(B) ADDITIONAL SPECIAL RULE. be enforced. Here is the full data

Tobacco Product Pesticide ResidueTest Sample #1: 12/15/2018Community Tobacco Control Partnersbilldrake4470@gmail.com Comments  
 
 
Analyte Results/Units    
Exceed MRL   √      
Not Registered √√      
Banned/Zero Tolerance √√√      
RED = FUNGICIDE      
American Spirit (Cigarette)    
       
Azoxystrobin 0.936 mg/kg Exceeds 0.2 limit  
Imidacloprid 0.105 mg/kg Exceeds 0.4 limit  
Propamocarb √√ 0.252 mg/kg Not Registered  
Fluopyram √√ Trace Not Registered  
Spinosad Trace Under 0.2 limit  
       
       
Marlboro Red 100 (Cigarette)    
       
Azoxystrobin 0.897 mg/kg Exceeds 0.2 limit  
Bifenthrin 0.0870 mg/kg Under 0.2 limit  
Chlorantraniliprole 0.614 mg/kg Exceeds 0.2 limit  
Dimethomorph  √√ 0.0220 mg/kg Not Registered  
Metalaxyl 0.0780 mg/kg Under 0.2 limit  
Propamocarb √√ 0.129 mg/kg Not Registered  
Fluopicolide √√ Trace Not Registered  
Imidacloprid Trace Under 0.2 limit  
Penconazole √√ Trace Not Registered  
Trifloxystrobin Trace Under 0.2 limit  
       
       
Camel Classic (Cigarette)    
       
Azoxystrobin 0.875 mg/kg Exceeds 0.2 limit  
Chlorantraniliprole √ 0.377 mg/kg Exceeds 0.2 limit  
Dimethomorph √√ 0.0210 mg/kg Not Registered  
Imidacloprid 0.106 mg/kg 0.4  
Metalaxyl 0.0810 mg/kg 0.2  
MGK-264 0.0600 mg/kg 0.2  
Propamocarb √√ 0.167 mg/kg Not Registered  
Bifenthrin Trace 0.2  
Penconazole √√√ Trace Not Registered  
Piperonyl Butoxide Trace 2  
       
Swisher Sweet (Little Cigar)    
       
Acetamiprid 0.146 mg/kg 0.2  
Azoxystrobin 0.198 mg/kg 0.2  
Carbendazim √√√ 0.843 mg/kg BANNED  
Cypermethrin 0.443 mg/kg 1  
DDT, p,p-  √√√ 0.816 mg/kg BANNED  
Dimethomorph √√ 0.0380 mg/kg Not Registered  
Fenamidone √√ 0.0370 mg/kg Not Registered  
Imidacloprid 0.169 mg/kg 0.2  
Indoxacarb √√ 0.0790 mg/kg Not Registered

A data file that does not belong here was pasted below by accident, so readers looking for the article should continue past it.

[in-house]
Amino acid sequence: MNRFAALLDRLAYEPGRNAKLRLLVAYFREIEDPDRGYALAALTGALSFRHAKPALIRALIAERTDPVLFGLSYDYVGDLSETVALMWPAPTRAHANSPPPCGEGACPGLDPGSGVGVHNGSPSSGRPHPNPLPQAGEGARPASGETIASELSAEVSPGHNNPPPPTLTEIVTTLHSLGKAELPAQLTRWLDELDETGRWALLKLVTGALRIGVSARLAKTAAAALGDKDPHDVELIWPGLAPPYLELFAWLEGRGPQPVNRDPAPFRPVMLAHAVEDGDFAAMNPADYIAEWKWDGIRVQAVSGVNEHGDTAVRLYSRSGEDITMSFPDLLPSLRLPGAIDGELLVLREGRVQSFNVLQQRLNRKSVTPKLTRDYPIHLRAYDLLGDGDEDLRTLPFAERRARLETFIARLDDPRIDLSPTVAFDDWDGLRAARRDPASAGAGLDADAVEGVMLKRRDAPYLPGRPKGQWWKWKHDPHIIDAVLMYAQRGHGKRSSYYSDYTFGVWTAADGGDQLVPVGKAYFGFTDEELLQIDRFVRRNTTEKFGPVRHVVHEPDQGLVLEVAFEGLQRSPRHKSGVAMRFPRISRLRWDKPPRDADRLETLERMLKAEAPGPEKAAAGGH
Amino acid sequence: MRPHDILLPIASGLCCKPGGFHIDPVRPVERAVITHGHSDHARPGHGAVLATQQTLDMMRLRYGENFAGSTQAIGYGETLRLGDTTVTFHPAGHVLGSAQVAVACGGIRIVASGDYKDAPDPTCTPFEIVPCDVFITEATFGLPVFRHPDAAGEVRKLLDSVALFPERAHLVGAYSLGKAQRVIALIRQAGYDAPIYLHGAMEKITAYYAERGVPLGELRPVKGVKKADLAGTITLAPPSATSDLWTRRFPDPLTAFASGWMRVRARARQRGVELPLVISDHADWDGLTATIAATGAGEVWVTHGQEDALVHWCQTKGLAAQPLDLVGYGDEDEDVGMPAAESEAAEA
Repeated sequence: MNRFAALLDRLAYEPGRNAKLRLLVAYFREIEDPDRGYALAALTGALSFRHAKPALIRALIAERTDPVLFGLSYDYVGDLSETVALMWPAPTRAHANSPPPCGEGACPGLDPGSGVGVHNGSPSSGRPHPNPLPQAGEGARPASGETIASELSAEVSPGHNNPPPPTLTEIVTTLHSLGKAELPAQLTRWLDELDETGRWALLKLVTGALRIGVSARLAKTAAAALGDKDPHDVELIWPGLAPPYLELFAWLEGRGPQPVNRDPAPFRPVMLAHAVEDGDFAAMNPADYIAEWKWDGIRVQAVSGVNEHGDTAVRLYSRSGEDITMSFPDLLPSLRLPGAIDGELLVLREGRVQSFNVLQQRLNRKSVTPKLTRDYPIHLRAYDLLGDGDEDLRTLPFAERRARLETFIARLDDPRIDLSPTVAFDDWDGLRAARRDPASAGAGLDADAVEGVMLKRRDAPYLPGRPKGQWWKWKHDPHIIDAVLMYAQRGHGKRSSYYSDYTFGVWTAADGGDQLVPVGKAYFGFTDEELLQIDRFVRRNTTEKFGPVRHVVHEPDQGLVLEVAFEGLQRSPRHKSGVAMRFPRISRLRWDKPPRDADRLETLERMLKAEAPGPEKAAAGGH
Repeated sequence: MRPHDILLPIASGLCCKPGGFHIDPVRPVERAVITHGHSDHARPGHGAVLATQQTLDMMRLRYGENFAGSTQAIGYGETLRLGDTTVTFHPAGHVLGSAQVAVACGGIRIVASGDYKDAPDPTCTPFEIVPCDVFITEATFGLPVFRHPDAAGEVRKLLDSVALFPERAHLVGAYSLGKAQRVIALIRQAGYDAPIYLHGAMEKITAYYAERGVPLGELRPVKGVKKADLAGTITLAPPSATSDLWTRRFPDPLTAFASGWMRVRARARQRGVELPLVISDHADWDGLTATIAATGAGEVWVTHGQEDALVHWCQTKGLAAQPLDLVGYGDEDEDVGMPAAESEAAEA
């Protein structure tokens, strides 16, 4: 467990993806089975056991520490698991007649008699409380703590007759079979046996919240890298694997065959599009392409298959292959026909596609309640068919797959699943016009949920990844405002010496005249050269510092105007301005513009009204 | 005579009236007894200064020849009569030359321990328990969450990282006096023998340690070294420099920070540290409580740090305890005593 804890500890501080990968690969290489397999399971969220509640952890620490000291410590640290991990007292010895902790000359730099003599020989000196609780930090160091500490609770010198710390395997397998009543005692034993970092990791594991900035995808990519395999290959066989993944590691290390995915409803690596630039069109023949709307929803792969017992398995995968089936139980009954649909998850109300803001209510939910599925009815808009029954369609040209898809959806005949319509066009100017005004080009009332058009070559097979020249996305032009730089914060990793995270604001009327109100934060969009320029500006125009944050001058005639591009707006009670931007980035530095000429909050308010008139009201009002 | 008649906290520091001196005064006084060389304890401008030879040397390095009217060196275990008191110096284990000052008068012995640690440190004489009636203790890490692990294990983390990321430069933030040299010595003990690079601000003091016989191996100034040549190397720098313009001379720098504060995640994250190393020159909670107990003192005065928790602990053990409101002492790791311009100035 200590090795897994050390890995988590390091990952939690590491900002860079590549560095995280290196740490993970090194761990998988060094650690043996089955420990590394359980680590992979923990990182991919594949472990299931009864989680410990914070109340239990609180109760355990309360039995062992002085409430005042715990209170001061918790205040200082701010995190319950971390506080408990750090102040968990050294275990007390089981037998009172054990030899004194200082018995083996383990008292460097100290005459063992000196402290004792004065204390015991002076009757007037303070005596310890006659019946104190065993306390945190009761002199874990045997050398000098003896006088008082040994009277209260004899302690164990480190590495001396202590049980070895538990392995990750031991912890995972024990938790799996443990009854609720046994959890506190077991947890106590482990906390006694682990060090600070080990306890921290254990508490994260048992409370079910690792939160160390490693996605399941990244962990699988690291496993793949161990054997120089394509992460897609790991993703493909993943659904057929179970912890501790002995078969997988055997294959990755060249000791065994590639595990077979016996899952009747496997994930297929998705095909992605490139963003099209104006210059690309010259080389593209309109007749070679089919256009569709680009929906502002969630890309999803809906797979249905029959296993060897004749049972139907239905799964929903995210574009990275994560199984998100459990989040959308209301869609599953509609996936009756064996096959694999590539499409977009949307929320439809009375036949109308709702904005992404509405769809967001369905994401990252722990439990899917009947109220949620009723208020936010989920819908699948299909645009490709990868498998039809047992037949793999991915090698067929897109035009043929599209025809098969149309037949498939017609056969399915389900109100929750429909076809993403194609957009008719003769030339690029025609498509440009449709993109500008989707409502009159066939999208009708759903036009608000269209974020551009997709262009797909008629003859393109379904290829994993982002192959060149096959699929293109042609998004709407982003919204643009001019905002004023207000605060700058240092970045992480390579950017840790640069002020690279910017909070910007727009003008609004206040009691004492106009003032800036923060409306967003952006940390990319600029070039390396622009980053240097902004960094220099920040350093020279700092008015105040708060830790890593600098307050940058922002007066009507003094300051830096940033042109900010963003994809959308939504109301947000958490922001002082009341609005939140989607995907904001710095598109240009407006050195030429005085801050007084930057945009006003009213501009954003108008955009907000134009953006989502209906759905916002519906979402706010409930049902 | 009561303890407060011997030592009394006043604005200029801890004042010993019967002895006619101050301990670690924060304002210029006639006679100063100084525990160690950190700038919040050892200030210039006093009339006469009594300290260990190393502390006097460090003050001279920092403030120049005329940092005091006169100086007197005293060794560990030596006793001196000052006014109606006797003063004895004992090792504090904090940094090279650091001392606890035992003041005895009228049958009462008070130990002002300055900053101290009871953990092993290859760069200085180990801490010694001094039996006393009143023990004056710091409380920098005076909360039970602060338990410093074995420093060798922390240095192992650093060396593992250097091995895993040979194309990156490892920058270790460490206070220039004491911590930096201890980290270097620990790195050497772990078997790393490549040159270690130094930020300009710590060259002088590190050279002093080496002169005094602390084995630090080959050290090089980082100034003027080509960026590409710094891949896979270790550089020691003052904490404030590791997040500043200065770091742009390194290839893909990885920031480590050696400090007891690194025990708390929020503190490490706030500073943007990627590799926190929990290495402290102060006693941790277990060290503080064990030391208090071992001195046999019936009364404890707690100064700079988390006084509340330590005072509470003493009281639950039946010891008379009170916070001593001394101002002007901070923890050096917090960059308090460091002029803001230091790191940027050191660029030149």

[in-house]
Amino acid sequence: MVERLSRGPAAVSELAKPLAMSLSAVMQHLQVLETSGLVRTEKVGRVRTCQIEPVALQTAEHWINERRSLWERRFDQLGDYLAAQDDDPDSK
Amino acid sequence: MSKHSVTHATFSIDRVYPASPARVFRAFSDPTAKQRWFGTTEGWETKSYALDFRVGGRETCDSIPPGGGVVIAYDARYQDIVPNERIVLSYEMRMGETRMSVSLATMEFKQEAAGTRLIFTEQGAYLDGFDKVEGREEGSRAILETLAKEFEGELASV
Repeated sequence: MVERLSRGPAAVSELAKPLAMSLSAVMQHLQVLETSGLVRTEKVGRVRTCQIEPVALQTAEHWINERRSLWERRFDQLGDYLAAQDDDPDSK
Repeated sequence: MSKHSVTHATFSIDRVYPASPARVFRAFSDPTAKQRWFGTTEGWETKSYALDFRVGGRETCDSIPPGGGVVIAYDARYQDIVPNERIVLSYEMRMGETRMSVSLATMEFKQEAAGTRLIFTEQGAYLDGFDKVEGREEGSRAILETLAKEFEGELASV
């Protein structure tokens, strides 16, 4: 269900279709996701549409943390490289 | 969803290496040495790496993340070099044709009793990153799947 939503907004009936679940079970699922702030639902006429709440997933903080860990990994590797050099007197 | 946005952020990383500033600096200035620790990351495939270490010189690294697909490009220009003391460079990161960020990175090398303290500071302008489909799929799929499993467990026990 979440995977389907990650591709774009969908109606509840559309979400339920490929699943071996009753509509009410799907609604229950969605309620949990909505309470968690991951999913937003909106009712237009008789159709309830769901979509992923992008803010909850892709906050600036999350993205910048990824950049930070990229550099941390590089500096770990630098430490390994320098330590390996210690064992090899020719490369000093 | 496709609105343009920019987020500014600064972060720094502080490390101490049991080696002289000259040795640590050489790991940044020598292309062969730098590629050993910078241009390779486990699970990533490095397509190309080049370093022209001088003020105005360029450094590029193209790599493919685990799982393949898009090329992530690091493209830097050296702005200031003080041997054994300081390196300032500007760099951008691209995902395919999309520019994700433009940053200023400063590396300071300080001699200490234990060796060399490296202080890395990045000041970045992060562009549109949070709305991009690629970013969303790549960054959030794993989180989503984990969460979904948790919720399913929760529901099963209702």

Mandipropamid √√ 0.0770 mg/kg Not Registered  
Pendimethalin √√ 0.0910 mg/kg Not Registered  
Propamocarb √√ 0.0910 mg/kg Not Registered  
Pyraclostrobin √√ 0.0210 mg/kg Not Registered  
Chlorantraniliprole Trace 0.2  
Ethofenprox Trace 0.4  
MGK Trace 0.2  
Permethrin Trace 0.2  
Thiacloprid Trace 0.2  
       
Camel (Snus)    
       
Azoxystrobin 0.142 mg/kg 0.2  
Fluopyram √√ 0.0380 mg/kg Not Registered  
Bifenthrin Trace 0.2  
Mandipropamide Trace Not Registered  
Pendimethalin Trace Not Registered  

Author: panaceachronicles

When I was a child I moved around the world with my military family, always traveling by ship in the days before aircraft could cross oceans. I would spend hours on deck writing messages, sealing them with candle wax in bottles I snagged from somewhere on board, and then consigning them to the sea knowing in my heart that they were on their way to someone, somewhere who would read them. Sometime replies arrived at my grandparents’ house years later, and they would forward them to me wherever I was living. From these contacts I developed pen-pals who I stayed in touch with for many years. I was fortunate to develop, very early in my life, a sense of the network that invisibly but seamlessly connects us all. Thank you for picking up this message in a bottle, dear reader. We are here together.